Schrodinger's Cat and the influence of Mercury Retrograde: which of these is pseudoscience?
Mercury, of course. We treat Schrödinger's Cat with respect because although it is an absurd experiment, it was proposed by one of the creators of quantum mechanics, Erwin Schrödinger. But Mercury Retrograde, or rather the theory of its influence on the lives of others, can be safely classified as pseudoscience, just like astrology in general. Today we're going to look at how to distinguish science from false theories.
So what is science?
Science is an activity that researches, collects, and systematizes information about the world and man by careful scientists and essay writers. Scientific theories are based on facts and specific methods of study. These are mathematics - Pythagoras' theorem, physics - Archimedes' law, chemistry - the law of constancy of chemical compounds, and other scientific disciplines.
Pseudoscience only imitates the scientific method of knowledge, its theories are only a delusion. Pseudoscience can include phrenology - the prediction of psychological traits from a person's skull, or homeopathy - treatment with drugs that cause the same symptoms as the disease. There is also the concept of para science, which is the ideological-theoretical teachings accompanying science and which emerged in antiquity. Some of the theories became the basis for scientific disciplines, while other teachings formed quasi-science. For example, astrology - celestial bodies influence on people's lives, chiromancy - predicting the future by the palm of a person's hand, physiognomy - also predicting the future, but only by a person's face.
What is the difference between science and pseudoscience?
Let's consider the main signs by which it is possible to define a scientific and antiscientific current.
- Adheres only to exact facts that can be proven by experience,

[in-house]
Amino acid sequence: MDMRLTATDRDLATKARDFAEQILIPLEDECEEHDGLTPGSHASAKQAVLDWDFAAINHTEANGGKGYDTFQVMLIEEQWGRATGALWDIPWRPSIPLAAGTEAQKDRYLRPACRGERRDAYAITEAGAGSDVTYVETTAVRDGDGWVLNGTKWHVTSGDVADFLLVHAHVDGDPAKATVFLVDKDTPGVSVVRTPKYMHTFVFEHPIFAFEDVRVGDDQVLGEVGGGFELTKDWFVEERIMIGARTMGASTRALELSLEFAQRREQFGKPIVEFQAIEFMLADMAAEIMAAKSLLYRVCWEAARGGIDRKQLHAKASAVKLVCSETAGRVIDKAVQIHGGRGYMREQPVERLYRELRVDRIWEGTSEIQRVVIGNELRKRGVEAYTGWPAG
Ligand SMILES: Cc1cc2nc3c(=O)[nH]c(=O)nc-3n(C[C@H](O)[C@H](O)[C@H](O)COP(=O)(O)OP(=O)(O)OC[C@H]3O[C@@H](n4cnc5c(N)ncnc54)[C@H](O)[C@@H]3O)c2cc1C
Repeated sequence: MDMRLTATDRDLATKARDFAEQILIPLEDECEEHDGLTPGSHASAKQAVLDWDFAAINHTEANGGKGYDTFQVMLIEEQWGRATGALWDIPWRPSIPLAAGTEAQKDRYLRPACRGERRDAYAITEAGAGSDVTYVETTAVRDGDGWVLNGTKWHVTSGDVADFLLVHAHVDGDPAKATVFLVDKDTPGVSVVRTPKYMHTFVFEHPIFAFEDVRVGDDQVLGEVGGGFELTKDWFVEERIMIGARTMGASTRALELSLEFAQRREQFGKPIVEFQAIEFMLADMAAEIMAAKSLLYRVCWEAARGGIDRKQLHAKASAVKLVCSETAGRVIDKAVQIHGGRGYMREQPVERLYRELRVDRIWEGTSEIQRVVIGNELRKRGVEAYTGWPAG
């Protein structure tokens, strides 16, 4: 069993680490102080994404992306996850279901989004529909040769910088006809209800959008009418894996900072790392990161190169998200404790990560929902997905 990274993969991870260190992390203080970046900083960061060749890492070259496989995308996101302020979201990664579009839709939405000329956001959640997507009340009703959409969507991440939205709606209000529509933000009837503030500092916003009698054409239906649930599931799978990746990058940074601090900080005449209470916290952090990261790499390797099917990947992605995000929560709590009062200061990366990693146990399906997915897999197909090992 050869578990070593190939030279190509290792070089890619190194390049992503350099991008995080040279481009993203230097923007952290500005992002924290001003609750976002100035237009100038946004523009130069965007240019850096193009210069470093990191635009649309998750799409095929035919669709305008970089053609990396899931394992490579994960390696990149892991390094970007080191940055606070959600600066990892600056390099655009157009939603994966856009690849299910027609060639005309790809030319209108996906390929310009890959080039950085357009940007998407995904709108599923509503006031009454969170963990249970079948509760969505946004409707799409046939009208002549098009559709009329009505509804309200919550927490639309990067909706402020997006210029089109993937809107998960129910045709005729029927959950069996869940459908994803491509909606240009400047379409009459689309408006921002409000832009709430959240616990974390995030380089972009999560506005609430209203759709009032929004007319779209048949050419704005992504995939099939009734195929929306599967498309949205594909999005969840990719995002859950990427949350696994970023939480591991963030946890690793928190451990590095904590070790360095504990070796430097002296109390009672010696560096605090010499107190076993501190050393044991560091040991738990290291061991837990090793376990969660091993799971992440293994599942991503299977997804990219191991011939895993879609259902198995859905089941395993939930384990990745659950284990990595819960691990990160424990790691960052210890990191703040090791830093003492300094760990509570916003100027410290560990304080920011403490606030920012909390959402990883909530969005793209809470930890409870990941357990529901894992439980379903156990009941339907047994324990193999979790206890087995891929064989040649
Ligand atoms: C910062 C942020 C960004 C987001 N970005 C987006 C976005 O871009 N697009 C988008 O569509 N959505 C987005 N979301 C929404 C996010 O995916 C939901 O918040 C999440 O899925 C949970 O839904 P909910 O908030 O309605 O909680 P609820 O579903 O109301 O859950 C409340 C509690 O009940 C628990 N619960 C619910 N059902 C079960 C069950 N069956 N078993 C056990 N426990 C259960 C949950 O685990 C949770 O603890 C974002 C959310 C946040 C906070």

- accepts objective criticism,
- uses rational methods,
- constantly tests theories,
- if new arguments emerge, the theory is refined,
- scientists from different universities and cities come to the same conclusions.
- Is based on beliefs without evidence,
- does not change its theories even when scientifically substantiated,
- takes criticism negatively,
- has no exact facts, results cannot be measured or tested experimentally,
- uses irrational methods of research,
- Small groups of people adhere to pseudo-science theories
- Refuses to conduct experiments to test or disprove their hypotheses.
Pseudoscientific knowledge can look quite credible and mislead anyone. Therefore, important information needs to be verified. Here are a few ways to do this:
- Look at the sources that published the information. If it is a scientific journal, a textbook, a monograph, the data can be trusted.
- Check who the author of the article is. If it is a world-renowned scientist, a teacher at a university, an employee of a research center, his words may be true.
- Pay attention to the terms, they must be scientific. If the text contains the terms "karma," "ayurveda," "aurology," and others that are not related to scientific knowledge, then most likely you are faced with a pseudoscientific theory.
- If a new theory is based on ancient knowledge that cannot be verified, such data is not worth believing. Science always turns to the latest proven facts.
Anyone needs to understand information and critically analyze data in order to evaluate the world objectively and not get hooked by fraudsters. Choose only scientific journals, books, reliable websites with statistics and studies, and social media pages that you can trust.